The components of the word amoretti literally break down this way: amor, meaning love, and etti, meaning small or little. So the Amoretti sonnets signify the "little love" poems written by Edmund Spenser in the 1590s as a loving testament to his beloved Elizabeth Boyle, whom he eventually married.
The Amoretti sonnets are written in Petrachan form (see link below for more information on that) but also break with some of the traditions that Petrarch established. Instead of a typical longing for a love that can never be reciprocated, Spenser chooses to write of a love that is obtainable. Consider these lines from "Sonnet 22":
Her temple fair is built within my mind,
In which her glorious image placed is,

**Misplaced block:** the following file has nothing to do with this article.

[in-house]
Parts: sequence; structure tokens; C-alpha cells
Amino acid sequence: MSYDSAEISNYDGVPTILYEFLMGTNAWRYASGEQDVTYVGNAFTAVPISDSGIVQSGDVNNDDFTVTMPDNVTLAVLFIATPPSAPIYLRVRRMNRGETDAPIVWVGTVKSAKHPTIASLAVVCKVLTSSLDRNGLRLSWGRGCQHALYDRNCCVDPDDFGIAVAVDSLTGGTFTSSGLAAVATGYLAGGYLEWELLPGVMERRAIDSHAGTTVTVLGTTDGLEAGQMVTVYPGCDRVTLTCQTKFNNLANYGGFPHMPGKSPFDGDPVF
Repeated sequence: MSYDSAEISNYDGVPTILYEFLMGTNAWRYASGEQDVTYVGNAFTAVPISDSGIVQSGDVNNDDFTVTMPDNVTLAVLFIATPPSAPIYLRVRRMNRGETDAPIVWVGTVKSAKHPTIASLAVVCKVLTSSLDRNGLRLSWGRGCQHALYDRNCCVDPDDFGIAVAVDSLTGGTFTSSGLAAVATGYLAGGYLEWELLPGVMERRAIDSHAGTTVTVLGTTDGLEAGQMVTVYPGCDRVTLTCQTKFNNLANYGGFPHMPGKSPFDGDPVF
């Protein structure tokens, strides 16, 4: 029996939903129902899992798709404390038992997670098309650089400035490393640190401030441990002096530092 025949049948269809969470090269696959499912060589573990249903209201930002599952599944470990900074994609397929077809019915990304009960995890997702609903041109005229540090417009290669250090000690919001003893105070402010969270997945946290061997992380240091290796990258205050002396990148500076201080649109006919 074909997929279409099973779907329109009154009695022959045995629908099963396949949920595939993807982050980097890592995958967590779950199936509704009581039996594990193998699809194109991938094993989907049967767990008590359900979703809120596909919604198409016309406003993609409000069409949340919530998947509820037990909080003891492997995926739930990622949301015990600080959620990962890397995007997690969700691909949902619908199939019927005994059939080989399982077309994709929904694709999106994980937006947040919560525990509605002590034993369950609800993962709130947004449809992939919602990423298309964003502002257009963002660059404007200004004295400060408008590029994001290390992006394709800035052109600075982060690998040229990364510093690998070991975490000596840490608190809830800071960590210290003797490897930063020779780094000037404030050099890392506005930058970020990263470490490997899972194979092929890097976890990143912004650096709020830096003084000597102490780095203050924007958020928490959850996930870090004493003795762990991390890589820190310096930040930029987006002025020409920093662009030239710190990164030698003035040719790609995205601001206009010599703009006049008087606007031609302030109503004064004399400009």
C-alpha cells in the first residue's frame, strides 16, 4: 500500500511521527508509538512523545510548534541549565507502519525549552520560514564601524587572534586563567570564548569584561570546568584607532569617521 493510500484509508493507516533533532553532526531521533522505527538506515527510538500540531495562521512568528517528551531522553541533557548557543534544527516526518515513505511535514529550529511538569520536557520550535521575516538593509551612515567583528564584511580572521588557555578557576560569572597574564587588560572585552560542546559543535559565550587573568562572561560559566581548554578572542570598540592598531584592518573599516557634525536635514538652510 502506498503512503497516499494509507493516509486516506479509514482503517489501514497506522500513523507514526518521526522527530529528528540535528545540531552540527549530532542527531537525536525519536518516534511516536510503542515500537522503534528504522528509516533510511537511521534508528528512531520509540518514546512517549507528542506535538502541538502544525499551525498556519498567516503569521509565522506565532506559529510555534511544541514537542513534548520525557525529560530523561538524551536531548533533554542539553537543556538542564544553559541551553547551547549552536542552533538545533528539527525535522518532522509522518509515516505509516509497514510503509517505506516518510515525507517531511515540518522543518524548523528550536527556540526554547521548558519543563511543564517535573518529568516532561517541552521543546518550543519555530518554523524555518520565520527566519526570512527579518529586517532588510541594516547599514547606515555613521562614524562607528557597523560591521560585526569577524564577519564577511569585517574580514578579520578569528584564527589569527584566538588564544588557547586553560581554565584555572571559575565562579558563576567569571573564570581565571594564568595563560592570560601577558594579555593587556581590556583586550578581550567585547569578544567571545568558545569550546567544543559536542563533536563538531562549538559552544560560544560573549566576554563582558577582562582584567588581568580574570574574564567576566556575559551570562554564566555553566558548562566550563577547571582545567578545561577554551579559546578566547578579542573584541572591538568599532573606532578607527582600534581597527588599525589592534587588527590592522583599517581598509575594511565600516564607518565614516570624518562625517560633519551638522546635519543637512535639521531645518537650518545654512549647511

On which my thoughts do day and night attend
Like sacred priests that never think amiss.
There I to her as th'author of my bliss
Will build an altar to appease her ire:
And on the same my heart will sacrifice,
Burning in flames of pure and chaste desire.
Here Spenser explains the depth and nature of his love; it both burns like fire (which is interesting figuratively to juxtapose with religious images such as altar and sacred priests) and is pure. In various sonnets, we are presented with various descriptions of this love (including his beloved's pride and the fact that in the beginning sonnets she "makes [his] pain her sport"), showing the complex nature of love itself.